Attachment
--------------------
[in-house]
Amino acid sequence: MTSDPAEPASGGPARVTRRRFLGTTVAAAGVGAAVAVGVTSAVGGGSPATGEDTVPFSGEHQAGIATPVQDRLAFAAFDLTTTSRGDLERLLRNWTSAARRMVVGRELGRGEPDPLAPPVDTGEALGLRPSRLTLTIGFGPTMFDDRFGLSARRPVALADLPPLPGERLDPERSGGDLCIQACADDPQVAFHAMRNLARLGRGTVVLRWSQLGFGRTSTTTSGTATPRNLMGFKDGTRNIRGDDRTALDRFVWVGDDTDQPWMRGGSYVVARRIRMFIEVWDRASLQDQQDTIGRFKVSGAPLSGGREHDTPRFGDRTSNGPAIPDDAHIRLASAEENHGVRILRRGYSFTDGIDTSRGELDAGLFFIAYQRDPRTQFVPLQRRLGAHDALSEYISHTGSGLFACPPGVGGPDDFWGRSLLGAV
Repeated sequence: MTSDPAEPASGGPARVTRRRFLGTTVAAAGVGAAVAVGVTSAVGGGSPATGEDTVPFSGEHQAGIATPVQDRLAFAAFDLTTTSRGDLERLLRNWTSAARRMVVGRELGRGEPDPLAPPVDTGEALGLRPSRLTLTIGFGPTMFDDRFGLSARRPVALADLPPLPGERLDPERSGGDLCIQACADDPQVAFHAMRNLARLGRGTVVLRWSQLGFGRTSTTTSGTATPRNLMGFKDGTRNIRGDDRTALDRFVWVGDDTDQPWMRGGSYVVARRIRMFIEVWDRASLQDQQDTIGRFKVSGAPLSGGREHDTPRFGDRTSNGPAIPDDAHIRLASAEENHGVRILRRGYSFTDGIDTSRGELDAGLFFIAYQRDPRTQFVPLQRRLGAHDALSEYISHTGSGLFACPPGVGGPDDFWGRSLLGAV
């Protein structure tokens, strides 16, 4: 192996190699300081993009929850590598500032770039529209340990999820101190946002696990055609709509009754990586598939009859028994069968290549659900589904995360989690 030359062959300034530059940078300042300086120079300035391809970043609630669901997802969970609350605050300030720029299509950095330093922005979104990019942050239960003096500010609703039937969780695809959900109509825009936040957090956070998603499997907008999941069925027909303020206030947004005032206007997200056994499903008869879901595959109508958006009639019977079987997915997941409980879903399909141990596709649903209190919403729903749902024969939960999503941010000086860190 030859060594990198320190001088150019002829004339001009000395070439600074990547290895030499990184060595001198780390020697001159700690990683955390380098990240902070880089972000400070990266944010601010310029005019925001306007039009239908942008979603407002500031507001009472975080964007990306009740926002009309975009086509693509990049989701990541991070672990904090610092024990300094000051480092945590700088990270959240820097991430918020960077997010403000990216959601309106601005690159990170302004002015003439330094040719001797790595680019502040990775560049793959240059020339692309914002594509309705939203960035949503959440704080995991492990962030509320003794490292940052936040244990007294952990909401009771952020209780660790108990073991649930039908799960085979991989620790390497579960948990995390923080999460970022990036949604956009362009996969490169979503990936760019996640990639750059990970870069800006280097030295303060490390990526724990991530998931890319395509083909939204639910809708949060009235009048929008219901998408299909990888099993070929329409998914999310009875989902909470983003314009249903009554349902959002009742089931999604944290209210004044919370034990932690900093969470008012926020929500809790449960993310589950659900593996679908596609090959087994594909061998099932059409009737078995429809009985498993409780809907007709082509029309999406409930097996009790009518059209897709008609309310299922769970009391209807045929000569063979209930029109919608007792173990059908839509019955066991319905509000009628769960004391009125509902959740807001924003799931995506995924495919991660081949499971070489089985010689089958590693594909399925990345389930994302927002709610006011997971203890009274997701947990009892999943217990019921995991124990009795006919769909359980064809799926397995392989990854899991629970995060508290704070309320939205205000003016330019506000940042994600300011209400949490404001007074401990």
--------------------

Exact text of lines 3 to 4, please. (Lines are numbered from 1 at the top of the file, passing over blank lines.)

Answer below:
Repeated sequence: MTSDPAEPASGGPARVTRRRFLGTTVAAAGVGAAVAVGVTSAVGGGSPATGEDTVPFSGEHQAGIATPVQDRLAFAAFDLTTTSRGDLERLLRNWTSAARRMVVGRELGRGEPDPLAPPVDTGEALGLRPSRLTLTIGFGPTMFDDRFGLSARRPVALADLPPLPGERLDPERSGGDLCIQACADDPQVAFHAMRNLARLGRGTVVLRWSQLGFGRTSTTTSGTATPRNLMGFKDGTRNIRGDDRTALDRFVWVGDDTDQPWMRGGSYVVARRIRMFIEVWDRASLQDQQDTIGRFKVSGAPLSGGREHDTPRFGDRTSNGPAIPDDAHIRLASAEENHGVRILRRGYSFTDGIDTSRGELDAGLFFIAYQRDPRTQFVPLQRRLGAHDALSEYISHTGSGLFACPPGVGGPDDFWGRSLLGAV
């Protein structure tokens, strides 16, 4: 192996190699300081993009929850590598500032770039529209340990999820101190946002696990055609709509009754990586598939009859028994069968290549659900589904995360989690 030359062959300034530059940078300042300086120079300035391809970043609630669901997802969970609350605050300030720029299509950095330093922005979104990019942050239960003096500010609703039937969780695809959900109509825009936040957090956070998603499997907008999941069925027909303020206030947004005032206007997200056994499903008869879901595959109508958006009639019977079987997915997941409980879903399909141990596709649903209190919403729903749902024969939960999503941010000086860190 030859060594990198320190001088150019002829004339001009000395070439600074990547290895030499990184060595001198780390020697001159700690990683955390380098990240902070880089972000400070990266944010601010310029005019925001306007039009239908942008979603407002500031507001009472975080964007990306009740926002009309975009086509693509990049989701990541991070672990904090610092024990300094000051480092945590700088990270959240820097991430918020960077997010403000990216959601309106601005690159990170302004002015003439330094040719001797790595680019502040990775560049793959240059020339692309914002594509309705939203960035949503959440704080995991492990962030509320003794490292940052936040244990007294952990909401009771952020209780660790108990073991649930039908799960085979991989620790390497579960948990995390923080999460970022990036949604956009362009996969490169979503990936760019996640990639750059990970870069800006280097030295303060490390990526724990991530998931890319395509083909939204639910809708949060009235009048929008219901998408299909990888099993070929329409998914999310009875989902909470983003314009249903009554349902959002009742089931999604944290209210004044919370034990932690900093969470008012926020929500809790449960993310589950659900593996679908596609090959087994594909061998099932059409009737078995429809009985498993409780809907007709082509029309999406409930097996009790009518059209897709008609309310299922769970009391209807045929000569063979209930029109919608007792173990059908839509019955066991319905509000009628769960004391009125509902959740807001924003799931995506995924495919991660081949499971070489089985010689089958590693594909399925990345389930994302927002709610006011997971203890009274997701947990009892999943217990019921995991124990009795006919769909359980064809799926397995392989990854899991629970995060508290704070309320939205205000003016330019506000940042994600300011209400949490404001007074401990």